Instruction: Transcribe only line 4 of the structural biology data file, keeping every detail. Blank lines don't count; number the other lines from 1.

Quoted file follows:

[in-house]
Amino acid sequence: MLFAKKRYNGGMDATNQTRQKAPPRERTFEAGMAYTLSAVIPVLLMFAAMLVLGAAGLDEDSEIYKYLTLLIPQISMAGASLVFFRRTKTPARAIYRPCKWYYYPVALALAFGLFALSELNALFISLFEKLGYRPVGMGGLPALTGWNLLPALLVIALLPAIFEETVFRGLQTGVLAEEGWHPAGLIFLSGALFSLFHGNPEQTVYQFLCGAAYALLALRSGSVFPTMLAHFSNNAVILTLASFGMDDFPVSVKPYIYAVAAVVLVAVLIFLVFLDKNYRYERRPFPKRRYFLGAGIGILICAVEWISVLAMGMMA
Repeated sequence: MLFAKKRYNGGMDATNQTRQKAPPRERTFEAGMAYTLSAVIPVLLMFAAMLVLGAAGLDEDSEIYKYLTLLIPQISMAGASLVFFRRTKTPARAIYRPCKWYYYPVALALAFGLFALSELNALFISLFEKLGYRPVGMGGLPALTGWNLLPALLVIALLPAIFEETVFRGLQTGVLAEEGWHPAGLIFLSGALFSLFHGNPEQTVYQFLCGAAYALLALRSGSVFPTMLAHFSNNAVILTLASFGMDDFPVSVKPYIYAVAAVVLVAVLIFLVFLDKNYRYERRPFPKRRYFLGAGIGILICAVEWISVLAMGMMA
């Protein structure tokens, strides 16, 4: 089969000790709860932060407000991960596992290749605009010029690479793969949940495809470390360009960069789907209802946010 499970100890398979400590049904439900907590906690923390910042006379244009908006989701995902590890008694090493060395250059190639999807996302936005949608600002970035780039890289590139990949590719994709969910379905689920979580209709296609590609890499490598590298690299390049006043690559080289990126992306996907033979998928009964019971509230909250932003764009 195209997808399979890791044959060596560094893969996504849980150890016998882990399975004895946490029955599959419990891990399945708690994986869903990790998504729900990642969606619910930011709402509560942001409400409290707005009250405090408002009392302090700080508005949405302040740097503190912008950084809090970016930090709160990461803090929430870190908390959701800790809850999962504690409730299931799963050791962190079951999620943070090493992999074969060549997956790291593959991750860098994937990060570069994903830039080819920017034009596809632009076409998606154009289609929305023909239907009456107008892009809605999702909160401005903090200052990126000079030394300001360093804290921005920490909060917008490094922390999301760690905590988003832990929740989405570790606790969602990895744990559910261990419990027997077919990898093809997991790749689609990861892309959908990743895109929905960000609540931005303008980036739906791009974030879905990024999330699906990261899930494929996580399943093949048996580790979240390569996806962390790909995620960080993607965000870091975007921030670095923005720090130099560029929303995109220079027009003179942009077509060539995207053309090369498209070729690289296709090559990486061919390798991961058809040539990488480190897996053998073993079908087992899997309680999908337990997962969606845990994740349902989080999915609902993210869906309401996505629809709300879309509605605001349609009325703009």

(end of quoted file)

């Protein structure tokens, strides 16, 4: 089969000790709860932060407000991960596992290749605009010029690479793969949940495809470390360009960069789907209802946010 499970100890398979400590049904439900907590906690923390910042006379244009908006989701995902590890008694090493060395250059190639999807996302936005949608600002970035780039890289590139990949590719994709969910379905689920979580209709296609590609890499490598590298690299390049006043690559080289990126992306996907033979998928009964019971509230909250932003764009 195209997808399979890791044959060596560094893969996504849980150890016998882990399975004895946490029955599959419990891990399945708690994986869903990790998504729900990642969606619910930011709402509560942001409400409290707005009250405090408002009392302090700080508005949405302040740097503190912008950084809090970016930090709160990461803090929430870190908390959701800790809850999962504690409730299931799963050791962190079951999620943070090493992999074969060549997956790291593959991750860098994937990060570069994903830039080819920017034009596809632009076409998606154009289609929305023909239907009456107008892009809605999702909160401005903090200052990126000079030394300001360093804290921005920490909060917008490094922390999301760690905590988003832990929740989405570790606790969602990895744990559910261990419990027997077919990898093809997991790749689609990861892309959908990743895109929905960000609540931005303008980036739906791009974030879905990024999330699906990261899930494929996580399943093949048996580790979240390569996806962390790909995620960080993607965000870091975007921030670095923005720090130099560029929303995109220079027009003179942009077509060539995207053309090369498209070729690289296709090559990486061919390798991961058809040539990488480190897996053998073993079908087992899997309680999908337990997962969606845990994740349902989080999915609902993210869906309401996505629809709300879309509605605001349609009325703009």